What about the i' filter? A new one could be available on October 1st. It is however to be confirmed. More on this later...

The fabrication of new jukebox side panels will be subcontracted soon to an outside shop. These panels will be installed at a later date (the operation does not require much disassembly of the system), giving us new components in areas where wear and tear is definitely an issue: a good thing for the future!

June 20, 2007 -6pm HST

Thanks to the work of many over the past two days, we had WIRCam on the telescope for science operation yesterday and ESPaDOnS set up and ready to start for a long run on Friday night. We are therefore covered for the coming twenty nights.

On the MegaCam side, we have now a scenario which explains how a filter could have ended up on top of the jukebox, half engaged in the beam and smashed by the jukebox itself on its way up. It is actually the only plausible scenario we found so far. Skip the following paragraph if you are not interested in technical details...

    - The filter ended up on top of the jukebox at some point while the jukebox was at its low (observing) position.
    - The jukebox started to move up and at some point the filter it was carrying on top of it became aligned with the loading rails and started to move in the beam thanks to the gravity, the telescope looking West.
    - The jukebox kept moving, caught and smashed the filter before it had enough time to get fully inserted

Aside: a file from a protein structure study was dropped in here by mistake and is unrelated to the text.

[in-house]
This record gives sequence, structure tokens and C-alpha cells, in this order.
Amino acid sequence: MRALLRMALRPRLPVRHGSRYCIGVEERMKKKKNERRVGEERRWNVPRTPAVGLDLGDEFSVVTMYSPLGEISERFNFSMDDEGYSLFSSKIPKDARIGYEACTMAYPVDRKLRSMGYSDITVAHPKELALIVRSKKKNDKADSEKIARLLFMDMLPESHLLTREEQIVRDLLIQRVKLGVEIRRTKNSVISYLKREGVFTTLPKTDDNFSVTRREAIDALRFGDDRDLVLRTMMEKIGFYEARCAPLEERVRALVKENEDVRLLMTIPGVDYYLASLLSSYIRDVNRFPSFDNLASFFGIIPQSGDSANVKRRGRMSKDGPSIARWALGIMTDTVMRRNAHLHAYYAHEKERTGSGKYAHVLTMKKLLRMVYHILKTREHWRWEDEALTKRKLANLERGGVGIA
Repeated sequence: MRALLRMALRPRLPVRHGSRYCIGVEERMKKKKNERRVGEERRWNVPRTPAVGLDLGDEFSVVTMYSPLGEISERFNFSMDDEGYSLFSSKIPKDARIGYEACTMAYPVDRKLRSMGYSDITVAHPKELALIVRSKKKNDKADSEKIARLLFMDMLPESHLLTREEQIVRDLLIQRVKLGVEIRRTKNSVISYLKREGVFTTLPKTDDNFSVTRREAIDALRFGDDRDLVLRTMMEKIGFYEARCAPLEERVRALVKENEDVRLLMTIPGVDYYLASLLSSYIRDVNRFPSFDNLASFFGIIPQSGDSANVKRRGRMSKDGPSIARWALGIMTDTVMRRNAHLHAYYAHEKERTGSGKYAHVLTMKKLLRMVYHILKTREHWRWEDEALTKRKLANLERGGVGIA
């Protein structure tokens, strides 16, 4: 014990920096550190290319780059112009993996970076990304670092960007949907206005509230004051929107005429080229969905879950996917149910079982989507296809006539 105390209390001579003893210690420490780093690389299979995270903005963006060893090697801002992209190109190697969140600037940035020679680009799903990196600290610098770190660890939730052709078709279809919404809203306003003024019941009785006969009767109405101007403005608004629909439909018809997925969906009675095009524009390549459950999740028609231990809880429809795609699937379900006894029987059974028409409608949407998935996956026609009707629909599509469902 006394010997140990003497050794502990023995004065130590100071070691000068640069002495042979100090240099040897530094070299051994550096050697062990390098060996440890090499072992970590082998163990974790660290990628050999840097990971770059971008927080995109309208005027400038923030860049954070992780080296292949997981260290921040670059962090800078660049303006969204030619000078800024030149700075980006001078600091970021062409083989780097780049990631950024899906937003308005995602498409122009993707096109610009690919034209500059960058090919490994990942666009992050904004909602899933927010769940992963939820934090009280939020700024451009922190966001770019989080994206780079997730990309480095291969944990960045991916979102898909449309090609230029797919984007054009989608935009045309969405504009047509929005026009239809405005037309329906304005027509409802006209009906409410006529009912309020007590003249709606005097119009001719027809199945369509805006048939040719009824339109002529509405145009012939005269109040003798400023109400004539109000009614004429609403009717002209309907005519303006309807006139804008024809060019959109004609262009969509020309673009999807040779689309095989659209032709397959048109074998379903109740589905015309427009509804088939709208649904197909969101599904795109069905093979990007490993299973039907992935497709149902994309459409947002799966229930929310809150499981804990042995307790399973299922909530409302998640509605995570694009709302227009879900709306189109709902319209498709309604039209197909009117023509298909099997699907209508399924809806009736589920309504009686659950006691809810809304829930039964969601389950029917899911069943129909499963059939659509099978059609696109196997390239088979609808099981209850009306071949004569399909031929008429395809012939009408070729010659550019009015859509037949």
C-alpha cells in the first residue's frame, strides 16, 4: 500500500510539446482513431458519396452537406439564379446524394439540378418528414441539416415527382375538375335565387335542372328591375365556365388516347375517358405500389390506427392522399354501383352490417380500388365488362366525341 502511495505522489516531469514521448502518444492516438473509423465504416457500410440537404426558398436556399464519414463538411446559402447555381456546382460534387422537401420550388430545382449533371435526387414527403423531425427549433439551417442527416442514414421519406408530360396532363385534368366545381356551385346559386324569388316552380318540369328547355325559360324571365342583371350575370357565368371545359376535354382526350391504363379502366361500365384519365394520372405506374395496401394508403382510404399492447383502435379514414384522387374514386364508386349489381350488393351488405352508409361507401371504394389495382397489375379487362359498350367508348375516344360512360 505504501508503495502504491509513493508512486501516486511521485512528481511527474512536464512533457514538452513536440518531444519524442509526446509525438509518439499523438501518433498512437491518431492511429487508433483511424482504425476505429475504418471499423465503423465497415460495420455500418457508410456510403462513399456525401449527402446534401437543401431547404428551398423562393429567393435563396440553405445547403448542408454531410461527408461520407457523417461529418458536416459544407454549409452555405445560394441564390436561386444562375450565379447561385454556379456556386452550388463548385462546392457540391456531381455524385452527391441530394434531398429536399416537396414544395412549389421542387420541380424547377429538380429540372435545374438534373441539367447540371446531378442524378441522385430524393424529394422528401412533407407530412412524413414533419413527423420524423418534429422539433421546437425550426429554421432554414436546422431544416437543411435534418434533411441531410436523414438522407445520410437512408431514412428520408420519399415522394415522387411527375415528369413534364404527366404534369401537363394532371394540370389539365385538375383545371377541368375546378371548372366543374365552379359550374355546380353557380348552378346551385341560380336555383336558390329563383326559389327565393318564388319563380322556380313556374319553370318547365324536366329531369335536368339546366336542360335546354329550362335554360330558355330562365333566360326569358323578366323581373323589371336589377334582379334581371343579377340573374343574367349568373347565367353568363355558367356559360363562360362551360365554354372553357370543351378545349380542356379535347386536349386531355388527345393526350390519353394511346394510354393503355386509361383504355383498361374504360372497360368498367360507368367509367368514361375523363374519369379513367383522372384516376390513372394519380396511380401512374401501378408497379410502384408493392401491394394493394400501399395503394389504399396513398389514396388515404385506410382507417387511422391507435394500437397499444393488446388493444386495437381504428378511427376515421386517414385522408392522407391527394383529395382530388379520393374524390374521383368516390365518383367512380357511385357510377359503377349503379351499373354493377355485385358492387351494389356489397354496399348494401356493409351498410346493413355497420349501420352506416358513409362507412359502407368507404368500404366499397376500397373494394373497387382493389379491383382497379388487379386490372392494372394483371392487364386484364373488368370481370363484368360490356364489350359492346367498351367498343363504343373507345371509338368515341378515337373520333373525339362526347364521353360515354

in the beam under its own weight and clear the way for the jukebox.
Is it really possible for the filter to end up on top of the jukebox? We found indeed a way to end up in this unfortunate state after the failure of one of the jukebox subsystems, without the control system knowing about it and acting as if filters were either stored or one in the beam. We have now to confirm this scenario and take the necessary actions to prevent this from happen again.

A closer look at the various components of MegaPrime does not show obvious catastrophic problems so far (but for the loss of the i' filter). Various bent rails and other mechanical components will have to be re-manufactured. The jukebox will be in Waimea by the end of the week for a thorough examination.

Contacts have been made with SAGEM/REOSC for the procurement of a clone of the defunct i' filter. News should be available in a couple of days.

We intend to have a first timeline of the recovery efforts by the end of the week. Stay tuned...

A few more pictures here.

June 18, 2007 -3pm HST

Last evening, following troubles with MegaCam operations, it was found that the jukebox (the mechanism used to house the filters and change them as needed)  had moved while a filter was partially inserted in the beam underneath the camera. The cause of the incident is unknown at this time. The observing night was therefore completely lost.

A first look at the damages shows the following:
    - The i' filter is destroyed and its frame is bent.
    - All the other filters are good.
    - One of the rails of the filter slides is seriously bent.

WIRCam engineering will take place tonight, following changes on the controllers to reduce crosstalk issues.

The main consequence so far is that no i' filter will be available on MegaCam for the months to come - 6 months seems like a conservative estimate - though alternative solutions are beeing looked at.

Images of the visible damages as of last night (with MegaPrime still on the telescope) are here.